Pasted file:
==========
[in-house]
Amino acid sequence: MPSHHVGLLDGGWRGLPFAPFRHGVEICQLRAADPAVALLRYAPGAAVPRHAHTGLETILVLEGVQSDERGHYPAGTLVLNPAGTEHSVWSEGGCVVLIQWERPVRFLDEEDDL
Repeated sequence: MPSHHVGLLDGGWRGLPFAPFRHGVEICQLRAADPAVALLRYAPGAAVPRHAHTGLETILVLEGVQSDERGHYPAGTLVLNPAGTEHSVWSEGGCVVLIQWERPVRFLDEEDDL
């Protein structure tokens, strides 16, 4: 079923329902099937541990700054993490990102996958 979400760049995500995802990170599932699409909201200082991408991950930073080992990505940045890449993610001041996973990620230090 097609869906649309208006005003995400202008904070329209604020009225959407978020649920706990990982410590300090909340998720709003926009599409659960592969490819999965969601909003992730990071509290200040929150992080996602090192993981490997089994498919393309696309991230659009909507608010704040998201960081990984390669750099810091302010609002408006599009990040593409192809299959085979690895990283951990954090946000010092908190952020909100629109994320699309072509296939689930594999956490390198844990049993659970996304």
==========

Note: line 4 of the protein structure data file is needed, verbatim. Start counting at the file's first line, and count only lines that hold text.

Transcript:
């Protein structure tokens, strides 16, 4: 079923329902099937541990700054993490990102996958 979400760049995500995802990170599932699409909201200082991408991950930073080992990505940045890449993610001041996973990620230090 097609869906649309208006005003995400202008904070329209604020009225959407978020649920706990990982410590300090909340998720709003926009599409659960592969490819999965969601909003992730990071509290200040929150992080996602090192993981490997089994498919393309696309991230659009909507608010704040998201960081990984390669750099810091302010609002408006599009990040593409192809299959085979690895990283951990954090946000010092908190952020909100629109994320699309072509296939689930594999956490390198844990049993659970996304």